- Three Nigerian entrepreneurs have raised $10 million (3,895,300,000) to transform healthcare in Africa
- The entrepreneurs identified as Adegoke Olubusi, Tito Ovia, and Dimeji Sofowora are out to solve three ways in which Africa's healthcare is dysfunctional
- These include inefficiency due to manual processes, fragmentation, and lack of data
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In a bid to transform Africa's healthcare system, three Nigerian entrepreneurs identified as Adegoke Olubusi, Tito Ovia, and Dimeji Sofowora launched a healthcare technology provider called Helium Health.
The company co-founded by the three 2019 Forbes 30 Under 30 honorees announced it had raised $10 million (3,895,300,000) in Series A round, led by Global Ventures and Asia Africa Investment & Consulting (AAIC).
According to Forbes, the other participants are: Tencent, Ohara Pharmaceutical Co. Ltd, HOF Capital, Y Combinator, VentureSouq, Chrysalis Capital, Kairos Angels and Flying Doctors Healthcare Investment Company.
Olubusi, who serves as the company’s CEO, said: “When we think about the extent of the challenges and problems that we can solve in the healthcare sector in Africa, there could be a million ways in which this can help us grow.
“This new round means that we have more firepower to be able to expand the reach of our product way beyond Nigeria, Ghana and Liberia where we are now."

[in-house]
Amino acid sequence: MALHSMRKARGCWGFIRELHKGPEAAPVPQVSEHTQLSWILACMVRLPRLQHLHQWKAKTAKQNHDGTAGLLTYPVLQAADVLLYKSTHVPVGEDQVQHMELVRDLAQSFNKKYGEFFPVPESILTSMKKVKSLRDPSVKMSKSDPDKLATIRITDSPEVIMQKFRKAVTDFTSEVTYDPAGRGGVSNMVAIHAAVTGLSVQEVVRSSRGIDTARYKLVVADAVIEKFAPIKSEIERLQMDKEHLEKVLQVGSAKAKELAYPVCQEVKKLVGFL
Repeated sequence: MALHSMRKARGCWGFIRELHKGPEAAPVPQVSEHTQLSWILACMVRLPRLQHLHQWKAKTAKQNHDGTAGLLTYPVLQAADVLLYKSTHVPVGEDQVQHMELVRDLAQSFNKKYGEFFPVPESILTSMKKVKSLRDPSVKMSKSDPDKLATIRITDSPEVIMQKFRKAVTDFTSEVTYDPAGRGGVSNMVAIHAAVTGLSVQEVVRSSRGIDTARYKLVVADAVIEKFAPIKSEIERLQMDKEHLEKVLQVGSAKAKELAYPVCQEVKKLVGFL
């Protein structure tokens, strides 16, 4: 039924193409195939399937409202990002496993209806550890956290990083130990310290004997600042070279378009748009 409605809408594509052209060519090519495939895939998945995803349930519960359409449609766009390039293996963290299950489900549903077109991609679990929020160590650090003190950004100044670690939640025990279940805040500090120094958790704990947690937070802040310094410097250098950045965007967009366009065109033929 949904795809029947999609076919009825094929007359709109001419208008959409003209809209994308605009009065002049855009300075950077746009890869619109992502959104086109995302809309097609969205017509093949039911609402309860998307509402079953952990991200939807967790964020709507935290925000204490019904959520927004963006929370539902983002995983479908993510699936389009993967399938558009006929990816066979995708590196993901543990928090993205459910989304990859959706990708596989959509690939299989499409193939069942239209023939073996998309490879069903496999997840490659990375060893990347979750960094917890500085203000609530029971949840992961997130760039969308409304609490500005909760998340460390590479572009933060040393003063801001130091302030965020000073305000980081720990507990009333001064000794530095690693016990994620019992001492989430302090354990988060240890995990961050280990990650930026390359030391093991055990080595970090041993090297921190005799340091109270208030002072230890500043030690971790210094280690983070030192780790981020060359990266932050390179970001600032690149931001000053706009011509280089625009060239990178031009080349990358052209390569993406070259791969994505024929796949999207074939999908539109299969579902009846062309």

According to Olubusi, his company tries to solve the three core ways in which the healthcare system in Africa is dysfunctional. This includes inefficiency due to manual processes, fragmentation, and lack of data.
He said: “Imagine if a hospital sees a 1000 people a day. How do you count a 1000 people every day with specific issues they need taken care of when you’re doing everything on paper?”
Meanwhile, Legit.ng previously reported that less than a year after graduating from the Federal University of Technology, Akure, Oluwadunsin Bolaji won Global Student Entrepreneur Awards (GSEA).
The GSEA is the premier global competition for students who owned and operated a business while attending college or university.
It supports student entrepreneurs who require the much-needed mentorship, recognition and connections to their business to the next level of success.
Oluwadunsin, who is a graduate of Biology, specialises in using Ankara fabrics to make products such as handbags, backpacks, accessories and note pads.
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